Hatch To Lead Senate Panel on Intellectual Property
"What the subcommittee does is add another layer, but it doesn't change what happens," said Art Brodsky of Public Knowledge, a digital rights advocacy agency. "Everybody still recognizes the enormous influence that Mr. Hatch has over IP issues."
Sen. Orrin Hatch (R-Utah), once nicknamed "Terminator" for his 2003 comment that the recording industry should be allowed to remotely destroy the computers of file-sharers, was named today to head a new Senate subcommittee on intellectual property.
While Hatch backed down slightly from that comment the next day, saying, "I do not favor extreme remedies -- unless no moderate remedies can be found," he has remained a staunch ally of the entertainment industry.
Let's Hatch Press Agenda
The formation of the subcommittee within the Senate Judiciary Committee was expected. Hatch was forced by term limits to step down as the committee's chairman at the end of the last legislative session. Sen. Arlen Specter (R-Penn.) now heads the committee and appointed Hatch to the subcommittee, which will be responsible for copyright, trademark and patent law, and international treaties intended to protect American IP. It allows Hatch to continue to press the entertainment industry's agenda.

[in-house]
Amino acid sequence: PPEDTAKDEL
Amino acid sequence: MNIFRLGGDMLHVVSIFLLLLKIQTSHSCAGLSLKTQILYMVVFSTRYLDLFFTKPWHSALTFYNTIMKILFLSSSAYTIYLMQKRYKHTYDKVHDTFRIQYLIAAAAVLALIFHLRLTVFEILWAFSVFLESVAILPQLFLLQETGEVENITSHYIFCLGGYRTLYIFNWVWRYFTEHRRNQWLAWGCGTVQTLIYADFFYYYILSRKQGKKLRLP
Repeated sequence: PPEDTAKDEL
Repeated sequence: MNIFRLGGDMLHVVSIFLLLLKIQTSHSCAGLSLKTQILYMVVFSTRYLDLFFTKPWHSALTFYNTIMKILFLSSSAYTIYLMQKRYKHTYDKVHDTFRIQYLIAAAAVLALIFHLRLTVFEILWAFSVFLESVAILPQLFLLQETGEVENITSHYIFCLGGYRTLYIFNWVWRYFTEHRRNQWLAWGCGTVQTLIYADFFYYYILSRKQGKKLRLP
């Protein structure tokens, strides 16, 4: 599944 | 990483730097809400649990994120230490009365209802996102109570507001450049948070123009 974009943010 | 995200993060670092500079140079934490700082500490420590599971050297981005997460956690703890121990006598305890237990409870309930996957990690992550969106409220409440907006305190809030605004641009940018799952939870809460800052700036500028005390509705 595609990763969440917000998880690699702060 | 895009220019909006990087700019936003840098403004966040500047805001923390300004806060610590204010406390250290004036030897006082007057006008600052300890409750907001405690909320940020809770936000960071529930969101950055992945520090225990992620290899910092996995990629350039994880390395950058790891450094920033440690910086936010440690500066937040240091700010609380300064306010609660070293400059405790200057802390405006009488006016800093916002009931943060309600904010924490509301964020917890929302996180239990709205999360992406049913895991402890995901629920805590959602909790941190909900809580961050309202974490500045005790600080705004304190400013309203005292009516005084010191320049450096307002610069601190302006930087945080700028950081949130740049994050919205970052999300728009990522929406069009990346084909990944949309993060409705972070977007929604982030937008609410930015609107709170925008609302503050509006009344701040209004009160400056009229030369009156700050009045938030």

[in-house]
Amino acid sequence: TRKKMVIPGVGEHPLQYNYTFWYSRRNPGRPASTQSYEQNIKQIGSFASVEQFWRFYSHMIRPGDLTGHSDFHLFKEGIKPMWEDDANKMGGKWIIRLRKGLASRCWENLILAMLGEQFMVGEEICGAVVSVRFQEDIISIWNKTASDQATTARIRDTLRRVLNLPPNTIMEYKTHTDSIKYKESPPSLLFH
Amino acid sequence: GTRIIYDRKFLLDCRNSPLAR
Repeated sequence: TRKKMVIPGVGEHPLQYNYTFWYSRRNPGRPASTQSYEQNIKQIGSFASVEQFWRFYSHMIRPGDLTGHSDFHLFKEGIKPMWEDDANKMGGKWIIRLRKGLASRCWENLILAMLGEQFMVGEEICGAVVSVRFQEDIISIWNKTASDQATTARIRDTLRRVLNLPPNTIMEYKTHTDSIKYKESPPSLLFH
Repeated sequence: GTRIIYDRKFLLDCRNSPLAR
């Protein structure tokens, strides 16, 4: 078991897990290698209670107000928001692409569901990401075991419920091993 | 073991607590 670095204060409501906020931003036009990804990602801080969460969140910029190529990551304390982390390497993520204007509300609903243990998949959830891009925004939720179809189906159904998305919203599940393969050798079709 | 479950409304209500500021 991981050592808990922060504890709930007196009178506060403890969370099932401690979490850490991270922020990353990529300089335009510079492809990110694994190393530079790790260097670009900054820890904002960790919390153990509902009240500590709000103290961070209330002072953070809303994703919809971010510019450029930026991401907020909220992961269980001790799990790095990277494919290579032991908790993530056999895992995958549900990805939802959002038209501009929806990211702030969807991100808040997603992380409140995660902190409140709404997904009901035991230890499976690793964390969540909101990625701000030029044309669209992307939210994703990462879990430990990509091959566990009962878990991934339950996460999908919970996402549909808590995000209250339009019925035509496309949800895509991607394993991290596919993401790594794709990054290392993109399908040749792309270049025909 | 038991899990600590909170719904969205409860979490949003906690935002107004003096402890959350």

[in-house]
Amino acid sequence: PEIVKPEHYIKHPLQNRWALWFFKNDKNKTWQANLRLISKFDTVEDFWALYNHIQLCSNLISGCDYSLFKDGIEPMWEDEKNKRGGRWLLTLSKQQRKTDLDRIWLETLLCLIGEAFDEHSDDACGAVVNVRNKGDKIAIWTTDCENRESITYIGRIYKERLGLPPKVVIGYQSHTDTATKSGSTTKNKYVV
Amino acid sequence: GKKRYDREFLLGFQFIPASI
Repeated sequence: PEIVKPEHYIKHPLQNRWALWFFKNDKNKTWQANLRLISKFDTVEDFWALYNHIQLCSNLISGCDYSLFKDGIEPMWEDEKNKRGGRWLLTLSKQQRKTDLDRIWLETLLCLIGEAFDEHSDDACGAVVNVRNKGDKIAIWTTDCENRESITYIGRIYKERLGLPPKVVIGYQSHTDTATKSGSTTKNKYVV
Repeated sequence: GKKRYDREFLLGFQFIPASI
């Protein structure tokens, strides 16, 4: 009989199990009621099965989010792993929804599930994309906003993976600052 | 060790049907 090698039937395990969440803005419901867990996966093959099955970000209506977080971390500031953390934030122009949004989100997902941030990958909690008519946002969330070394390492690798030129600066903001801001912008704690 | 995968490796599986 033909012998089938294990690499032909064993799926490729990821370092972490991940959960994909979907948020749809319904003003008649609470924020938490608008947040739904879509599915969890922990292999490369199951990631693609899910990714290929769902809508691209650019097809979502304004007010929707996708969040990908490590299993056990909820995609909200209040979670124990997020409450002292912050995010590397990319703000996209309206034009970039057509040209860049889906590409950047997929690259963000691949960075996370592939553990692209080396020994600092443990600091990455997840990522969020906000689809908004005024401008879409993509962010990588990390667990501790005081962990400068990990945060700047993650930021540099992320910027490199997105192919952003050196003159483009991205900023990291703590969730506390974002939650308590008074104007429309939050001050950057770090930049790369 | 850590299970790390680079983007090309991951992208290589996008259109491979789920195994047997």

"What the subcommittee does is add another layer, but it doesn't change what happens," said Art Brodsky, communications director at Public Knowledge, a digital rights advocacy agency. "Everybody still recognizes the enormous influence that Mr. Hatch has over IP issues."
The ranking Democrat on the committee, Patrick Leahy of Vermont, has been an ally of Hatch's in the past. The two last year introduced the "Induce Act," which was aimed at peer-to-peer networks but was worded so broadly some said it could outlaw the ubiquitous iPod. It would have held technology companies liable for any product that might "induce" consumers to make illegal copies of IP, such as music, movies or software. The act failed to pass last year and has not been reintroduced this year.
Brodsky held the "Induce Act" up as an example of what's at stake in the battle over digital rights -- the ability to design new content products and ways of delivering content to consumers.
There won't be much change in either the battlegrounds or the pace at which it proceeds because of the subcommittee, whose remaining members have yet to be named, Brodsky believes. He said that Public Knowledge would continue to advocate for fair use and work to oppose restrictive legislation.
"We have reason and logic and right on our side, but we're just mere mortals going up against the entertainment industry," Brodsky said. "The goal is not to give the content community control of everything, as they wish."